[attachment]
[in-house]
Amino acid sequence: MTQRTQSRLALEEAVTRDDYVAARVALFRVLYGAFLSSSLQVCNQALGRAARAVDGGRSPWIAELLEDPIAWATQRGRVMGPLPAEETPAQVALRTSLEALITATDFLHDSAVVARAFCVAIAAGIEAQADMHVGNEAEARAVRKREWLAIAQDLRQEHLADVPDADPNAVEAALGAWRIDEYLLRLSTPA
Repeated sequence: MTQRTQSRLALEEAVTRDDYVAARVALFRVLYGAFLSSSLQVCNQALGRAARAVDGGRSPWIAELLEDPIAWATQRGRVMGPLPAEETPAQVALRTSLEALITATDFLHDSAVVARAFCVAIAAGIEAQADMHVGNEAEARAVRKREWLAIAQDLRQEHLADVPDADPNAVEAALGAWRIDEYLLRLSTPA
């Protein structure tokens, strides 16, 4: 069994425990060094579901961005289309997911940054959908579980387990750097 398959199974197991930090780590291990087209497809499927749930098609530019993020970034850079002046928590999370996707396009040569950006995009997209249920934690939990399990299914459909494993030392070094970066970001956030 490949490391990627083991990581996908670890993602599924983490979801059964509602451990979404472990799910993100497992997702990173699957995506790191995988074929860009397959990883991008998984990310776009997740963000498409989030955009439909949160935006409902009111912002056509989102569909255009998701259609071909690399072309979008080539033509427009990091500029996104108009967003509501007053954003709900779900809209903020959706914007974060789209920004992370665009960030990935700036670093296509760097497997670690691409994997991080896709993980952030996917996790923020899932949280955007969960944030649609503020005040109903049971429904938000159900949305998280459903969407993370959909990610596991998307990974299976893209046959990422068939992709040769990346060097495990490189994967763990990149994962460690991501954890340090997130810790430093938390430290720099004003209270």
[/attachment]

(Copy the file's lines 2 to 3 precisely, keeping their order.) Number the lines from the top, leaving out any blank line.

Amino acid sequence: MTQRTQSRLALEEAVTRDDYVAARVALFRVLYGAFLSSSLQVCNQALGRAARAVDGGRSPWIAELLEDPIAWATQRGRVMGPLPAEETPAQVALRTSLEALITATDFLHDSAVVARAFCVAIAAGIEAQADMHVGNEAEARAVRKREWLAIAQDLRQEHLADVPDADPNAVEAALGAWRIDEYLLRLSTPA
Repeated sequence: MTQRTQSRLALEEAVTRDDYVAARVALFRVLYGAFLSSSLQVCNQALGRAARAVDGGRSPWIAELLEDPIAWATQRGRVMGPLPAEETPAQVALRTSLEALITATDFLHDSAVVARAFCVAIAAGIEAQADMHVGNEAEARAVRKREWLAIAQDLRQEHLADVPDADPNAVEAALGAWRIDEYLLRLSTPA